Some almost random thoughts..

Wednesday, September 24, 2008

The Circle of Life.

Darwin's theory of evolution provides an elegant explanation for the diversity of life we see around us. The genes that code for every living organism sometimes encounter a mutation that proves viable and creates a slightly changed living organism. The accumulation of mutations and occasional speciation causes organisms to evolve and diverge in time, and this creates the great complexity and variety of life we see around us.

But gene mutations that change an organism are rare events compared to the lifespan of a single organism. Genes use very effective mechanisms to prevent and correct errors in the copying of the genome (1). Life seems to get on just fine in the time it spends in between mutations. So while the theory of the evolution of life may explain the great diversity of life, it does not explain life itself. The theory of the evolution of life relies on the mutations of the gene. A theory of life should rely only on the gene, because life does not need evolution to stay alive.

Life with sunscreen.

If we put mutations of the genes aside for a moment, organisms move through time business as usual. Humans are born as the children of their parents, live their life, have children of their own and pass away. But if we look at the genes present in humans, they can move from generation to generation completely unchanged. This means that these genes do not live 'in time' in the same way that we do, because they do not change over time. They either exist, or they don't.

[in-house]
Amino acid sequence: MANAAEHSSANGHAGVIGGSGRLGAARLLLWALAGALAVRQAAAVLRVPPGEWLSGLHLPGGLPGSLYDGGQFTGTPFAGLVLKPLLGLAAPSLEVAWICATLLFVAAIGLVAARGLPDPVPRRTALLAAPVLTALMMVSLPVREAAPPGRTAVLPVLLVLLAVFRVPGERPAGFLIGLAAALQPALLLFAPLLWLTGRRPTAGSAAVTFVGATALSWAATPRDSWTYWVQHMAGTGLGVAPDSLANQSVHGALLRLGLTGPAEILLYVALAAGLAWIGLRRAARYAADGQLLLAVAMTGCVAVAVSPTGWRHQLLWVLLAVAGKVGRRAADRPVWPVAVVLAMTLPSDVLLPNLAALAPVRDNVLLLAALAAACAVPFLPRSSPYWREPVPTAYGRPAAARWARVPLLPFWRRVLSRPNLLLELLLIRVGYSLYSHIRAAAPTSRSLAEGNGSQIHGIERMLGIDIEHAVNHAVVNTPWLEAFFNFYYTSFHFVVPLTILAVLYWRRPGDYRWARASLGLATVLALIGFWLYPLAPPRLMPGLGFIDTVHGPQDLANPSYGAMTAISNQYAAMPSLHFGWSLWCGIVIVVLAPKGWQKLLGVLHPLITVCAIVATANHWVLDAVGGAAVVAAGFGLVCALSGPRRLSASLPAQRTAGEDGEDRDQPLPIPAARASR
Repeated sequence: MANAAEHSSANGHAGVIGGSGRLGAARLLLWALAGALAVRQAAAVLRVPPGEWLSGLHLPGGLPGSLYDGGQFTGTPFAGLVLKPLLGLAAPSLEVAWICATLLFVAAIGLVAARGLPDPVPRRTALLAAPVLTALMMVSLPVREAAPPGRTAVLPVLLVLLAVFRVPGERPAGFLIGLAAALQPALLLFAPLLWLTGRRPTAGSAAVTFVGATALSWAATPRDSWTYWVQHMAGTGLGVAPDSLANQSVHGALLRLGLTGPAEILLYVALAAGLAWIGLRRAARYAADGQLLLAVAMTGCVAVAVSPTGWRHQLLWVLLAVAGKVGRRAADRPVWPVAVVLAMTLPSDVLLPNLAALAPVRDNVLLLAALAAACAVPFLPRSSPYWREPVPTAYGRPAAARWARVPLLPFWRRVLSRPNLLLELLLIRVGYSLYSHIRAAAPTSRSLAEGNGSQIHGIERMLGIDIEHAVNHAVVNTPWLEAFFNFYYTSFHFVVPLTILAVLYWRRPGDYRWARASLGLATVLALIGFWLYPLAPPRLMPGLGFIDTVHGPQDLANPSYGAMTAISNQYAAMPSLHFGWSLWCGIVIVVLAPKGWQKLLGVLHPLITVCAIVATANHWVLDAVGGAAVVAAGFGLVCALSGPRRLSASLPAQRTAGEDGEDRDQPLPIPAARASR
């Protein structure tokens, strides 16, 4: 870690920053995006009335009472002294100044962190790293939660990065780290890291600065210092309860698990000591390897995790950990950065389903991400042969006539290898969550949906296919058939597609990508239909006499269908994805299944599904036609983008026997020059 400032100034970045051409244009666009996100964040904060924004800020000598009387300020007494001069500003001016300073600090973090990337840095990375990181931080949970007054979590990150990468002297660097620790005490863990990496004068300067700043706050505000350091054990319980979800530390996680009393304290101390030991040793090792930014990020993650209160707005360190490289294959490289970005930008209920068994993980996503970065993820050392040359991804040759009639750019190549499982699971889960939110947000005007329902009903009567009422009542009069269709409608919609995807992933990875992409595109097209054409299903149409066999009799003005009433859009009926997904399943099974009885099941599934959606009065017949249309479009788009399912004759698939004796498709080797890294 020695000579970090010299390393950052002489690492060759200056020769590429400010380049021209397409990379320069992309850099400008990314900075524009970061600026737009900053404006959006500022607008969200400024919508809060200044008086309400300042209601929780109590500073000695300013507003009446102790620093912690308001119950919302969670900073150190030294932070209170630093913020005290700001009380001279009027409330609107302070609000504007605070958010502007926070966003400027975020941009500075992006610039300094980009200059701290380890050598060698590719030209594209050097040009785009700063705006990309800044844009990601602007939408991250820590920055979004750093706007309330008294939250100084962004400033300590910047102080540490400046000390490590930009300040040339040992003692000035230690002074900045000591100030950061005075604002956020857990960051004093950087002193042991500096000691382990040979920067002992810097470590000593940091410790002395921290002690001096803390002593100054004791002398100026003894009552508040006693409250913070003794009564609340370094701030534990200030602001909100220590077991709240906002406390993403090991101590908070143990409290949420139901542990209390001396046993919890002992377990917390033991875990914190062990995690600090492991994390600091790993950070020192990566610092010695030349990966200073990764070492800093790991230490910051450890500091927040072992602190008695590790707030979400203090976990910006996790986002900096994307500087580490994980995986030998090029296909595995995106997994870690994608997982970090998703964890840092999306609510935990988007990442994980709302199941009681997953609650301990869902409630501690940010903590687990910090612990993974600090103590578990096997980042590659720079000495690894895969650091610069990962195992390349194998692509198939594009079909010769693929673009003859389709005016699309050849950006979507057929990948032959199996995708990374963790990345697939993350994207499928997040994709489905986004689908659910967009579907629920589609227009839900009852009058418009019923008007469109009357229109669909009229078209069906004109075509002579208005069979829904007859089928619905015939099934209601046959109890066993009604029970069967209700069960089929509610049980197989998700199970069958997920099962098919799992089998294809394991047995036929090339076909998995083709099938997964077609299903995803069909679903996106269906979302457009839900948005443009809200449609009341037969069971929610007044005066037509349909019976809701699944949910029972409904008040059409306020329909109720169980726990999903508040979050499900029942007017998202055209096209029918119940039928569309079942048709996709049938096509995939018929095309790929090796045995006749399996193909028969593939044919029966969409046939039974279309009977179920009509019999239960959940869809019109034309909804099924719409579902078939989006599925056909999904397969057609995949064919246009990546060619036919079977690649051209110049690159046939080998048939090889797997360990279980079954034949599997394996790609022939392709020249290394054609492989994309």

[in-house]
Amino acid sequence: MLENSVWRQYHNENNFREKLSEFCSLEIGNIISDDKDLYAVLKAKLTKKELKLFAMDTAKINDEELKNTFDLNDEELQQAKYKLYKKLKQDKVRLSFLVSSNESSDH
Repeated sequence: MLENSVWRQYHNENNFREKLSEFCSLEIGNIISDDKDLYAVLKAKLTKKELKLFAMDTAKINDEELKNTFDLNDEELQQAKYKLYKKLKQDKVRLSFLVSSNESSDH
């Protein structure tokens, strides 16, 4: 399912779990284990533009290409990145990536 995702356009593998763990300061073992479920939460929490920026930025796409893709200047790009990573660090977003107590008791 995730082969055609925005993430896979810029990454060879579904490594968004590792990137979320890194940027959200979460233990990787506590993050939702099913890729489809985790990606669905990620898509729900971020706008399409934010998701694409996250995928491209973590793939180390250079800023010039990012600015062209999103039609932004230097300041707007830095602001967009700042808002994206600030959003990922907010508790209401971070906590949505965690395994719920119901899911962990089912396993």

The organism that carries the gene brings the gene back exactly to where it was before the organism's life started. So life, from the gene's perspective makes a perfect circle every generation and the gene gets to stay for as long as the organism it codes for manages to reproduce. It is this circle of life that makes the logic of the genes different from what we are used to. A single organism can spend energy in order to gain resources to live and when the net benefit is positive, this is behaviour that can help bring the organism closer towards reproduction. But in the circular gene-centred view, the fortunes of all the organisms it is a part of are interchangeable. A benefit in reproduction to one organism can be covered by a cost to any other organism it codes for. As long as the net result is positive, it makes sense from the gene's point of view.

In practical terms, a gene can code for an organism to take care of its children at great cost, and recover the cost by having the organism taken care of as a child. If the net effect on reproduction is positive, this is a good investment. This means that from the gene's perspective, you do not take care of your children because they carry 'your genes' into the future. You take care of your children because the gene that codes for it, also made your parents take care of you. And this was a good investment of effort, otherwise the gene would not have been able to exist.

The organism that takes care of its children, gets taken care of as a child. If the net effect of this investment in parental care is positive, it can increase right up to the point where the marginal return on extra parental effort reaches zero. For some species this means a couple of seconds, for humans this means almost two decades. Given the helplessness of a newborn child and the relative strength of the parents, the benefits of such an arrangement are obvious.